Air pollution, release into the atmosphere of various gases, finely divided solids, or finely dispersed liquid aerosols at rates that exceed the natural capacity of the environment to dissipate and dilute or absorb them. These substances may reach concentrations in the air that cause undesirable health, economic, or aesthetic effects.
Major air pollutants
Clean, dry air consists primarily of nitrogen and oxygen—78 percent and 21 percent respectively, by volume. The remaining 1 percent is a mixture of other gases, mostly argon (0.9 percent), along with trace (very small) amounts of carbon dioxide, methane, hydrogen, helium, and more. Water vapour is also a normal, though quite variable, component of the atmosphere, normally ranging from 0.01 to 4 percent by volume; under very humid conditions the moisture content of air may be as high as 5 percent.
The gaseous air pollutants of primary concern in urban settings include sulfur dioxide, nitrogen dioxide, and carbon monoxide; these are emitted directly into the air from fossil fuels such as fuel oil, gasoline, and natural gas that are burned in power plants, automobiles, and other combustion sources. Ozone (a key component of smog) is also a gaseous pollutant; it forms in the atmosphere via complex chemical reactions occurring between nitrogen dioxide and various volatile organic compounds (e.g., gasoline vapours).
Typical Particulate Size
10 microns = 0.0004 inch
Lead Fume size
0.5 micron = 0.00002 inch
Airborne suspensions of extremely small solid or liquid particles called “particulates” (e.g., soot, dust, smokes, fumes, mists), especially those less than 10 micrometres (μm; millionths of a metre) in size, are significant air pollutants because of their very harmful effects on human health. They are emitted by various industrial processes, coal– or oil-burning power plants, residential heating systems, and automobiles. Lead fumes (airborne particulates less than 0.5 μm in size) are particularly toxic and are an important pollutant of many diesel fuels.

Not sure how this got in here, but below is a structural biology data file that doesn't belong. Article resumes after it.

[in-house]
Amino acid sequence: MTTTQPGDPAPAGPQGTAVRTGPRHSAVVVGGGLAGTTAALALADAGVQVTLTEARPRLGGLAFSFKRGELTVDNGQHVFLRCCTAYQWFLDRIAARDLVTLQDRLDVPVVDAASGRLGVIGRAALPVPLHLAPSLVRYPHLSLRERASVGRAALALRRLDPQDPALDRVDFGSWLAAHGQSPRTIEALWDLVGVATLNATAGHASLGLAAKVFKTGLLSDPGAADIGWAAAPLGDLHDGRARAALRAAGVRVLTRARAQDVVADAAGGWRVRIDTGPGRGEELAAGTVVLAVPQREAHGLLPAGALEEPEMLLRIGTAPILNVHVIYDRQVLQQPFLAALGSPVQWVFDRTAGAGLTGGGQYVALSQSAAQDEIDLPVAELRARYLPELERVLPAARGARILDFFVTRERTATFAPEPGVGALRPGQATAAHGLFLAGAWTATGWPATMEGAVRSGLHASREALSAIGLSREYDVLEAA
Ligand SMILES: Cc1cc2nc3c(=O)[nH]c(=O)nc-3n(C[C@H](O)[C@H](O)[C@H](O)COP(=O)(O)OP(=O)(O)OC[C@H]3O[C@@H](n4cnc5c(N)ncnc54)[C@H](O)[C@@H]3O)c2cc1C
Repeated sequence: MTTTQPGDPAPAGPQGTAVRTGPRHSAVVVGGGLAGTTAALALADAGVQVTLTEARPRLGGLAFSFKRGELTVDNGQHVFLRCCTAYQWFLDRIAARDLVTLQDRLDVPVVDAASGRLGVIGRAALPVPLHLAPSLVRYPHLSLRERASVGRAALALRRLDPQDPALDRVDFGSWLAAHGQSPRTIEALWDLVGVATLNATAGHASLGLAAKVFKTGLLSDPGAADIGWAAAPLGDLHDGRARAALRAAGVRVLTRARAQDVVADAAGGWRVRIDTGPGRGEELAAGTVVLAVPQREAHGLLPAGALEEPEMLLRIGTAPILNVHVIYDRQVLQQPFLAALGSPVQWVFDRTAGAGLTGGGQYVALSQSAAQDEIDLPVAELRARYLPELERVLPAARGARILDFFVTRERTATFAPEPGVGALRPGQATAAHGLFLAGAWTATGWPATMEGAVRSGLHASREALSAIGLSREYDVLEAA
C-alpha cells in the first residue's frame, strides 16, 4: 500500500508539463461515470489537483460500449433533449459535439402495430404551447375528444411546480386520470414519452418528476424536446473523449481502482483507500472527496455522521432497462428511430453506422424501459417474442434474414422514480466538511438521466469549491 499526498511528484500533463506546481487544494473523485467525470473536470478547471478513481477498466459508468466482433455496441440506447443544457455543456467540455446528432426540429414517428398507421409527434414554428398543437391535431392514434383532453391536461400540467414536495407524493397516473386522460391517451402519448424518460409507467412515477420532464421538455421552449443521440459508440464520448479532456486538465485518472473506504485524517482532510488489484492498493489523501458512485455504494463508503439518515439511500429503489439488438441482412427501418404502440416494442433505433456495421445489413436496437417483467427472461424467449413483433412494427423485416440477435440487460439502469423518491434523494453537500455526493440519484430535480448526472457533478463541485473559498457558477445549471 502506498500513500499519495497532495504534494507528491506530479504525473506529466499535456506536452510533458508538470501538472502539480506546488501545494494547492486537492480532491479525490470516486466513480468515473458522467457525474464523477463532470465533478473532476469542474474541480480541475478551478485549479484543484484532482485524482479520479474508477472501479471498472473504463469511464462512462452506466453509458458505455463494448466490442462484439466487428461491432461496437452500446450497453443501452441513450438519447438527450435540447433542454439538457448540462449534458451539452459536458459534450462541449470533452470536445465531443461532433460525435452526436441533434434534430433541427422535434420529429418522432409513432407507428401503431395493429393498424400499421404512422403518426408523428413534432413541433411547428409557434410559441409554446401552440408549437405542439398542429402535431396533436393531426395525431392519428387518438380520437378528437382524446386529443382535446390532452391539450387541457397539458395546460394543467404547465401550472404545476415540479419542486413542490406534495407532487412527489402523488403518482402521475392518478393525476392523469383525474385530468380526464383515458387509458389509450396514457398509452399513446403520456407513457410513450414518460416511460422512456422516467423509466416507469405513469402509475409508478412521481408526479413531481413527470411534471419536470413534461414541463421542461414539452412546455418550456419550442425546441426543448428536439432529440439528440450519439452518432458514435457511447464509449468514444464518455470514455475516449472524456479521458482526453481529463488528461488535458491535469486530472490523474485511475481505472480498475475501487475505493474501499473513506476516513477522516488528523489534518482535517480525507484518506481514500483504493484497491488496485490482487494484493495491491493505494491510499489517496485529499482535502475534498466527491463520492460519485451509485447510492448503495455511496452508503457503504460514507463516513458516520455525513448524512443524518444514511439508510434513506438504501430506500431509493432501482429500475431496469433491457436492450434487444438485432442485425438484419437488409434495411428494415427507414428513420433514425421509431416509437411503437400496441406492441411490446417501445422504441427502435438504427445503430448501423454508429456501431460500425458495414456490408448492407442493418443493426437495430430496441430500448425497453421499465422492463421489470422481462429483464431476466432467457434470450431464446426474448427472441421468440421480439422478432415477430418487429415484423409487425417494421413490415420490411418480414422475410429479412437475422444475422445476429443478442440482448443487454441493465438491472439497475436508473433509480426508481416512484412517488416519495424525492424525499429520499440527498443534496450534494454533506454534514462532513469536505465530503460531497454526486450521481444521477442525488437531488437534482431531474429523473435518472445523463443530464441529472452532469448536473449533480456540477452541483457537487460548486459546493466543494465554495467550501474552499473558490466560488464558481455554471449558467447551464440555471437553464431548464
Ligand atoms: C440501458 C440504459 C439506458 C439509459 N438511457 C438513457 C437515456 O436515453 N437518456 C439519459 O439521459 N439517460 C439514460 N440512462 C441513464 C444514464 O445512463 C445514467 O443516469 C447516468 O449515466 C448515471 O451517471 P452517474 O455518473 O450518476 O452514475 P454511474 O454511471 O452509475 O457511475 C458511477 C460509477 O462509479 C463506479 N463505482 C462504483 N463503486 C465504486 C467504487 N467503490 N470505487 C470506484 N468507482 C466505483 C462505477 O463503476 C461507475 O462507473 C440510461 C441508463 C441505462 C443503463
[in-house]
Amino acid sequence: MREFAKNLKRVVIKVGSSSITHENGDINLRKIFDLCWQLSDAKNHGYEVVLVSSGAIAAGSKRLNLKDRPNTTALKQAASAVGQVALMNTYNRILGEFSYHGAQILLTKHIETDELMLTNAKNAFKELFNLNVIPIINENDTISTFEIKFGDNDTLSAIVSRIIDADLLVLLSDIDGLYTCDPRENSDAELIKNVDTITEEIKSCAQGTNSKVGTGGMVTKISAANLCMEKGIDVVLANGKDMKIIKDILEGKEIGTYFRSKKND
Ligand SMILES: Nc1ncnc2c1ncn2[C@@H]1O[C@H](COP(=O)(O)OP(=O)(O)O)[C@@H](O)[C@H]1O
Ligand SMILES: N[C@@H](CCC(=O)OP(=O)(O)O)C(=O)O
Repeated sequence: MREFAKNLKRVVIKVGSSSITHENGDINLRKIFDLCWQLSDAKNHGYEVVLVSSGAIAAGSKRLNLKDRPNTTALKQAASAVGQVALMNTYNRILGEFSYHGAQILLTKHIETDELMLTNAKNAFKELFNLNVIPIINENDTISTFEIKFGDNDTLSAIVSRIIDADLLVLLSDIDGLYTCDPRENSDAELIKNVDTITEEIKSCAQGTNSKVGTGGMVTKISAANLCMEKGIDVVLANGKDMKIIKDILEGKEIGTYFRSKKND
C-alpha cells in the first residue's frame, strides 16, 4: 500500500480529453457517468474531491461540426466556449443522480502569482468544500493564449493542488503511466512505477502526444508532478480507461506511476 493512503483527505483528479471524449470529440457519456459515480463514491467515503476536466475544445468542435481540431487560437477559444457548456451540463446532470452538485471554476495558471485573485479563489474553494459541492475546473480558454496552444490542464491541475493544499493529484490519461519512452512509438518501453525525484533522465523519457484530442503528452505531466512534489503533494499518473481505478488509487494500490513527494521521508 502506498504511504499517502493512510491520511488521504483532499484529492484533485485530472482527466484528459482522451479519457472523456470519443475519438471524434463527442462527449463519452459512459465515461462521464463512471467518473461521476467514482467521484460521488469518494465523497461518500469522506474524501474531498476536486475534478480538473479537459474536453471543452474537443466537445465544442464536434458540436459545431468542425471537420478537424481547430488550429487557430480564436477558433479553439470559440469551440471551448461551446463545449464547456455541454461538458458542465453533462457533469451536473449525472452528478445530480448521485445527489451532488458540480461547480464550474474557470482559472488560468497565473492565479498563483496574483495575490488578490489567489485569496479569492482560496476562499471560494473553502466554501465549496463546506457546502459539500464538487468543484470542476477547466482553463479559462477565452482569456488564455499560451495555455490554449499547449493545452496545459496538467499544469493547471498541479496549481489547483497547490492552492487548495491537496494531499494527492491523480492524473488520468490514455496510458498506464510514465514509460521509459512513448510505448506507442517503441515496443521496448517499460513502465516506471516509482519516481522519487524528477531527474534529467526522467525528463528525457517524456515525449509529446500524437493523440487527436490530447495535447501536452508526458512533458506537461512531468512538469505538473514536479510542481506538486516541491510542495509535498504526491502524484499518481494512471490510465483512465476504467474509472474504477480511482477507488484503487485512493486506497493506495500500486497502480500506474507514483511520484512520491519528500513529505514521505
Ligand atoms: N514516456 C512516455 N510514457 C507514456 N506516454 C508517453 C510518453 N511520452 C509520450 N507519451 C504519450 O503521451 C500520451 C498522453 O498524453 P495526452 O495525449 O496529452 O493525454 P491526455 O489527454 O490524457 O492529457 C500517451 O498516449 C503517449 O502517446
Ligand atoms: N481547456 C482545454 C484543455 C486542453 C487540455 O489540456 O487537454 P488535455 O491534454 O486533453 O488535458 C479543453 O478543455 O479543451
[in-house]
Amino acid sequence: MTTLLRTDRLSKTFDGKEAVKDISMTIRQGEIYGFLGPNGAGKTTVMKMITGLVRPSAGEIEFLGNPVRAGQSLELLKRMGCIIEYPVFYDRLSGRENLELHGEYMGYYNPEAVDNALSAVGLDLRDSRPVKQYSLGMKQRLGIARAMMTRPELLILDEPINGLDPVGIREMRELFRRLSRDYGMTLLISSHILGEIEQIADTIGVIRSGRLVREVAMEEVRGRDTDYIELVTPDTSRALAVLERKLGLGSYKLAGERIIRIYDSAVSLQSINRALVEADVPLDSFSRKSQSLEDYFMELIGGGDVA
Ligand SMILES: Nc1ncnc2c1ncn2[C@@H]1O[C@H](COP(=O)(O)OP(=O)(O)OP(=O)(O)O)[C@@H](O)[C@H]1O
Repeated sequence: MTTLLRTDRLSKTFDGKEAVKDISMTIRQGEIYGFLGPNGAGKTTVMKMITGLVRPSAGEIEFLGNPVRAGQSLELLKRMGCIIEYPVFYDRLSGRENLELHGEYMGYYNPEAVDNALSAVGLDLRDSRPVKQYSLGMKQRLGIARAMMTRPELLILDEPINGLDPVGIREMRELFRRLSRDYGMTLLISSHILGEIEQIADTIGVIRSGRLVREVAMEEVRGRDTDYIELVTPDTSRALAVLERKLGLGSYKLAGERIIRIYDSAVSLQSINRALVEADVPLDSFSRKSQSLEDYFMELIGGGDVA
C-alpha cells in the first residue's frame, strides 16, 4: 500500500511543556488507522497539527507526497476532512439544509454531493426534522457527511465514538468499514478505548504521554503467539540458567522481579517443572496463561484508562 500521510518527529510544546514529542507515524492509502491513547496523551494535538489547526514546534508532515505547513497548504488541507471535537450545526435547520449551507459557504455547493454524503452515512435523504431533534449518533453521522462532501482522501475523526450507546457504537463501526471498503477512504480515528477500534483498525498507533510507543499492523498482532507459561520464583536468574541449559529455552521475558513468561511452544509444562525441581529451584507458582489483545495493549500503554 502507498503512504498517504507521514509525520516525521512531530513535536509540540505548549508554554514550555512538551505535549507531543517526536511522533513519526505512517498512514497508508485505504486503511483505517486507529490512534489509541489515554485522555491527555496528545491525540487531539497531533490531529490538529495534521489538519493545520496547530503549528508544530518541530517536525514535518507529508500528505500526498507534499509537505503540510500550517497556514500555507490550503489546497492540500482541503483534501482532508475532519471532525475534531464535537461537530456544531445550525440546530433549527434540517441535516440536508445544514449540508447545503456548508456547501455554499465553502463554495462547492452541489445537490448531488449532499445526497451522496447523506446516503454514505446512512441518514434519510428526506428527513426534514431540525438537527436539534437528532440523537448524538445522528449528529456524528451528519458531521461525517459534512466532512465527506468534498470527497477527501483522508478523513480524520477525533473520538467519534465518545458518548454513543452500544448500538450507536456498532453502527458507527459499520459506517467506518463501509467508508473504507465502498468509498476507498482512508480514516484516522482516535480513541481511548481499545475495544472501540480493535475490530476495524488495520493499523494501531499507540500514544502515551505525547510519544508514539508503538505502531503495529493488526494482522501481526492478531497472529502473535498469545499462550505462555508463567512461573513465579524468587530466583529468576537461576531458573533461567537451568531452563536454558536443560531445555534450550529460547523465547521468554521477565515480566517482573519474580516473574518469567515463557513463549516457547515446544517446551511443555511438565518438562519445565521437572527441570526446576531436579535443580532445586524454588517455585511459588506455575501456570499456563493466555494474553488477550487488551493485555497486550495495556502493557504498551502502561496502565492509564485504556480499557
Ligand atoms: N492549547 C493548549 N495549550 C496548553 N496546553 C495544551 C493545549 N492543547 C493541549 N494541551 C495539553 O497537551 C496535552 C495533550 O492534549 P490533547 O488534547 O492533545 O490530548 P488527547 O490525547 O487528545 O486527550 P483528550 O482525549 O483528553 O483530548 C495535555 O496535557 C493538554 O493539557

Six major air pollutants have been designated by the U.S. Environmental Protection Agency (EPA) as “criteria” pollutants—criteria meaning that the concentrations of these pollutants in the atmosphere are useful as indicators of overall air quality.
Except for lead, criteria pollutants are emitted in industrialized countries at very high rates, typically measured in millions of tons per year. All except ozone are discharged directly into the atmosphere from a wide variety of sources. They are regulated primarily by establishing ambient air quality standards, which are maximum acceptable concentrations of each criteria pollutant in the atmosphere, regardless of its origin. The six criteria pollutants are described in turn below.
Very small fragments of solid materials or liquid droplets suspended in air are called particulates. Except for airborne lead, which is treated as a separate category, they are characterized on the basis of size and phase (i.e., solid or liquid) rather than by chemical composition. For example, solid particulates between roughly 1 and 100 μm in diameter are called dust particles, whereas airborne solids less than 1 μm in diameter are called fumes.